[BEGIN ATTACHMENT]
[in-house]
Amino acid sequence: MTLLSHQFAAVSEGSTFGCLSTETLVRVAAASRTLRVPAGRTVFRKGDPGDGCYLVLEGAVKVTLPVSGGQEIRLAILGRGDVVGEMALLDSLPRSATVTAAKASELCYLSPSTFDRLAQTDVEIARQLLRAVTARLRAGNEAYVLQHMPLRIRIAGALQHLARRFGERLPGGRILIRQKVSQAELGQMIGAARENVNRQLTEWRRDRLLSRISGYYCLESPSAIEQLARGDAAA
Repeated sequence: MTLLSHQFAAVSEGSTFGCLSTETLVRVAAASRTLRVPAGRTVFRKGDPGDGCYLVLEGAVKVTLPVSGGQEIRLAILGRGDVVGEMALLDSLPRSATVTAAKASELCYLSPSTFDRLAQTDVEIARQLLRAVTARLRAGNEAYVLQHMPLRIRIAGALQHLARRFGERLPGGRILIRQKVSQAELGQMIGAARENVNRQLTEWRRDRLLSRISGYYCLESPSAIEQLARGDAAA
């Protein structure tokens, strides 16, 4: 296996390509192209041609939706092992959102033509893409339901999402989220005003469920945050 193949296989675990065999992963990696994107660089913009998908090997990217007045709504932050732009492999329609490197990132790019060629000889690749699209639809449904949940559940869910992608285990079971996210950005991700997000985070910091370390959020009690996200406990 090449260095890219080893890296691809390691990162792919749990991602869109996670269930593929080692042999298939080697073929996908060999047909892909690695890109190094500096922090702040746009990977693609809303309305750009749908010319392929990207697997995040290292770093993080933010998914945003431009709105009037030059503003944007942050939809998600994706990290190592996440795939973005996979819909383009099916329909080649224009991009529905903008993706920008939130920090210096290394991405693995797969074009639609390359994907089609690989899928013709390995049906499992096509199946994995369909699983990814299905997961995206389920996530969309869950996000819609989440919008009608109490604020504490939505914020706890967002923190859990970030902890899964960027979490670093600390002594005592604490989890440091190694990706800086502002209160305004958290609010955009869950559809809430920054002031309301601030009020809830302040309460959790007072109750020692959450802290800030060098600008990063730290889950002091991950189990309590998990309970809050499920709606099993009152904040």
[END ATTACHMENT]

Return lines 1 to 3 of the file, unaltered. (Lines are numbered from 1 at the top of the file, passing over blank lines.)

[in-house]
Amino acid sequence: MTLLSHQFAAVSEGSTFGCLSTETLVRVAAASRTLRVPAGRTVFRKGDPGDGCYLVLEGAVKVTLPVSGGQEIRLAILGRGDVVGEMALLDSLPRSATVTAAKASELCYLSPSTFDRLAQTDVEIARQLLRAVTARLRAGNEAYVLQHMPLRIRIAGALQHLARRFGERLPGGRILIRQKVSQAELGQMIGAARENVNRQLTEWRRDRLLSRISGYYCLESPSAIEQLARGDAAA
Repeated sequence: MTLLSHQFAAVSEGSTFGCLSTETLVRVAAASRTLRVPAGRTVFRKGDPGDGCYLVLEGAVKVTLPVSGGQEIRLAILGRGDVVGEMALLDSLPRSATVTAAKASELCYLSPSTFDRLAQTDVEIARQLLRAVTARLRAGNEAYVLQHMPLRIRIAGALQHLARRFGERLPGGRILIRQKVSQAELGQMIGAARENVNRQLTEWRRDRLLSRISGYYCLESPSAIEQLARGDAAA